Peloton Primer: Mountain stages

Mountain stages feature at least one and often several long and steep climbs, and accompanying descents. Some finish on a mountain-top, while others conclude after a downhill section.

Climbs are assigned a classification depending on their length and severity. The lower the number – from fourth to first category – the more difficult the climb. In some races, most notably the Tour de France, an additional classification – hors catégorie (beyond categorisation) – is applied to the most difficult ascents of all.

A typical mountain stage: 2012 Tour de France, stage 11

Although the biggest climbs of the day frequently occur earlier in the day (as in the example above), it is unusual to see a race-deciding attack by one of the favourites until the final climb of the day. More typically, as with flat stages a breakaway is allowed to establish a significant lead over the peloton before being gradually reeled in.

Mountain stages typically follow one of two patterns, depending on the nature of the climb and the race situation. Sometimes the contenders’ group is happy to ride tempo and effectively call a truce. This might occur because key rivals are still accompanied by teammates who can protect them, because there is an even more difficult day to follow, or simply because everyone is too tired after several days’ of hard racing. In the latter case riders are more concerned with not losing time than they are with the possibility of gaining it – a rider who attacks and then blows up can find themselves losing one minute per kilometre. On such days, any surviving breakaway will probably succeed, with the elite riders staying together until the final kilometre or so when someone might decide to launch an attack to gain a few seconds.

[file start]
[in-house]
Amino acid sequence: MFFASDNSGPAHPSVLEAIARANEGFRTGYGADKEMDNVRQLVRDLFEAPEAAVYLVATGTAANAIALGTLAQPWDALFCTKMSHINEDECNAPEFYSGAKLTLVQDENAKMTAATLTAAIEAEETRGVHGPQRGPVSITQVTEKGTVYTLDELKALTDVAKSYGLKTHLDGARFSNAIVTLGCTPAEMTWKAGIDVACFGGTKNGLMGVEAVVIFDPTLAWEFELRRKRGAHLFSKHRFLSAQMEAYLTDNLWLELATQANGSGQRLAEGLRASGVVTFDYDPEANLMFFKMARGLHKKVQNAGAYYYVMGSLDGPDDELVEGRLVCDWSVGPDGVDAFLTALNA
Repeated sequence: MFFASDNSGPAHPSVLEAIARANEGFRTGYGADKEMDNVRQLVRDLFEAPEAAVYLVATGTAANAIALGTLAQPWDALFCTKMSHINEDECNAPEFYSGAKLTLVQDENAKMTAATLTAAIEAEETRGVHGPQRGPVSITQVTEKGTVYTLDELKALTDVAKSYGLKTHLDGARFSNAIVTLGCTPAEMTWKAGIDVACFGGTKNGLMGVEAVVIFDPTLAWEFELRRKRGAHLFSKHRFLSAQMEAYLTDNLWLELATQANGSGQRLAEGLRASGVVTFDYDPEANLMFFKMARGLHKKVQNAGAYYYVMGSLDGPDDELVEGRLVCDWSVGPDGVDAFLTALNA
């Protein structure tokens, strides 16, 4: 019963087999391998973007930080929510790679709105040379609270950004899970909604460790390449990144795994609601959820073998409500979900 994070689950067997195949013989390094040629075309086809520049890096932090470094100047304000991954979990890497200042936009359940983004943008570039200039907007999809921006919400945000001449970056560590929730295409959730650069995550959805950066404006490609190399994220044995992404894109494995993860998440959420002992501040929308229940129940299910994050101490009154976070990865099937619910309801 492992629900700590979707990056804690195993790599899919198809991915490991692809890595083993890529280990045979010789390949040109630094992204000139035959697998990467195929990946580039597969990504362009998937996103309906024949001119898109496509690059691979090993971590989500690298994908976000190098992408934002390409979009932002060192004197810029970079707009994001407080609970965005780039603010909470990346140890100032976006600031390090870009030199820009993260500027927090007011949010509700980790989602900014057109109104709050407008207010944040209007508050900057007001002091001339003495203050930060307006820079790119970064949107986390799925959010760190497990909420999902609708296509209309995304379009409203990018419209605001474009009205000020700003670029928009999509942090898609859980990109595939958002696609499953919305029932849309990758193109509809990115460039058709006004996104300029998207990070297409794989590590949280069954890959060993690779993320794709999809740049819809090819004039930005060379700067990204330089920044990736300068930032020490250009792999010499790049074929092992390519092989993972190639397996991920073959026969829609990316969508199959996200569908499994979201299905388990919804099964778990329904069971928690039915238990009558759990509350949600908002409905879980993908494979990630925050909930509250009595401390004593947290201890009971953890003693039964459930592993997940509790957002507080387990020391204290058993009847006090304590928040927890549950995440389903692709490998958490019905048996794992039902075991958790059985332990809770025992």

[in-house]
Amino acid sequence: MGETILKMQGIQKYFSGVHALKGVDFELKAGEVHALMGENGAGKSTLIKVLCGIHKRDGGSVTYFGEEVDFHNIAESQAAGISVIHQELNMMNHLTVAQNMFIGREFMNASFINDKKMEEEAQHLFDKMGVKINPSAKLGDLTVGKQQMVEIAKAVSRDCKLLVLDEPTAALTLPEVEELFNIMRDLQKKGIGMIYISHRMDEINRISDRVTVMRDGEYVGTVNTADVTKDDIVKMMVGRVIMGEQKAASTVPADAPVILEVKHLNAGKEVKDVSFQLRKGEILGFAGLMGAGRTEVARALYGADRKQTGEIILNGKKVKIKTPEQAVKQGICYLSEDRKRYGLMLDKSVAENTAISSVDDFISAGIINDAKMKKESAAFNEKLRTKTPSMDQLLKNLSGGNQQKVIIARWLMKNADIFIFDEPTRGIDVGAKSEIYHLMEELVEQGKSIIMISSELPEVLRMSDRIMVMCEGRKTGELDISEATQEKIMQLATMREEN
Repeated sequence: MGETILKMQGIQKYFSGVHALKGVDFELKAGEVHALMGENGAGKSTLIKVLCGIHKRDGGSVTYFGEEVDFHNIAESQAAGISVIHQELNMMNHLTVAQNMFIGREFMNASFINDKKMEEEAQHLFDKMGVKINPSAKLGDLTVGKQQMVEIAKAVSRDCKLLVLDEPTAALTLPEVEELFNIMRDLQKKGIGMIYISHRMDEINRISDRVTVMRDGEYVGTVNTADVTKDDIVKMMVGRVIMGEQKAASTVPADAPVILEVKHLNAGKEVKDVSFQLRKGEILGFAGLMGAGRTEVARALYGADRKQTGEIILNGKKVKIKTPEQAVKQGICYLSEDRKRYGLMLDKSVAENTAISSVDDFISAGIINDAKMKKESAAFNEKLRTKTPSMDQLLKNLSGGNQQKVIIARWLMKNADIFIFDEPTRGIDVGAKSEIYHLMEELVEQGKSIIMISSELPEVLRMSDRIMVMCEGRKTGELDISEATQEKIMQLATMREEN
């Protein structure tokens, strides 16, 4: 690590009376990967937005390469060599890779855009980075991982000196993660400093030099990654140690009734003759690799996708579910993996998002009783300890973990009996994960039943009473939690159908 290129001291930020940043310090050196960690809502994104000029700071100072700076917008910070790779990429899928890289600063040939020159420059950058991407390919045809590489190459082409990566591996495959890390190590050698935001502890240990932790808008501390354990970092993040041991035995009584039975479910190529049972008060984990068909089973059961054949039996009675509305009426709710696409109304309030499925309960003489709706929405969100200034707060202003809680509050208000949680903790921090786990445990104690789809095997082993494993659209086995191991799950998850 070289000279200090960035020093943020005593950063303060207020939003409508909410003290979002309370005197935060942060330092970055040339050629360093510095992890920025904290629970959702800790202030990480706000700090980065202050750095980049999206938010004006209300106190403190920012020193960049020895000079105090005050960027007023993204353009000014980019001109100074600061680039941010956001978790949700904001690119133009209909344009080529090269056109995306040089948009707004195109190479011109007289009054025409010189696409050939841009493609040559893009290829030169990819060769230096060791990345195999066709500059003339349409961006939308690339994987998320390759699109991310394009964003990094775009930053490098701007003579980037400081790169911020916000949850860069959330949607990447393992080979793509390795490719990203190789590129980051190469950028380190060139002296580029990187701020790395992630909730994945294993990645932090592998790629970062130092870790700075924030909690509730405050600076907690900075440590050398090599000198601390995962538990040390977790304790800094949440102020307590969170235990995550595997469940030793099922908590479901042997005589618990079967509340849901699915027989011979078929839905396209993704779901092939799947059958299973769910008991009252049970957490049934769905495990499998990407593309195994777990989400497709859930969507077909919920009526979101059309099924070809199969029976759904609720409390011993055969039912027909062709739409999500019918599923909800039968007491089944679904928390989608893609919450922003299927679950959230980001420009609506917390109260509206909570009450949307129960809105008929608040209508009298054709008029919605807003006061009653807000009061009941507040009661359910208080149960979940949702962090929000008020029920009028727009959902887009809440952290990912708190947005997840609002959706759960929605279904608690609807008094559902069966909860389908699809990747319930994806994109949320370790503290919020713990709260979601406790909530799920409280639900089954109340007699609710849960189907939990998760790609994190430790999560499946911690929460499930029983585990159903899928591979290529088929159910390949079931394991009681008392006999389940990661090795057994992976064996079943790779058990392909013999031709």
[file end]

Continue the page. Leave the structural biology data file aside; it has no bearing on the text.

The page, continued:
On other days, however, one or more riders will attack the contenders’ group. An explosive climber such as Alberto Contador or Joaquim Rodriguez will typically pick a section where the gradient suddenly increases, perhaps coming out of a sharp bend, and will typically kick hard from near the back of the group looking to catch rivals by surprise. Others whose acceleration is more gradual but sustained (Andy Schleck, say, or Cadel Evans) will instead attack from the front of the group, gradually cranking up the pace in the hope of wearing down their rivals’ resistance and ‘snapping the elastic’. When an attack succeeds, it’s common to see a tiring breakaway overhauled rapidly over a relatively short distance.

While many situations favour the chasing many over the leading few, there are some scenarios where the pendulum swings back in favour of the escapees. Stages with a closing descent even out the odds – frequently a good solo descender or small group can out-pace a less nimble larger group. And in instances where the chasing group closes down repeated attacks from within their number, the resultant quick-slow-quick-slow pace often plays into the hands of the break who are riding at a more even tempo. Whereas a sprint stage is stacked in favour of the peloton, mountain stages are much less predictable, which is what makes them so exciting to watch.

Leave a Reply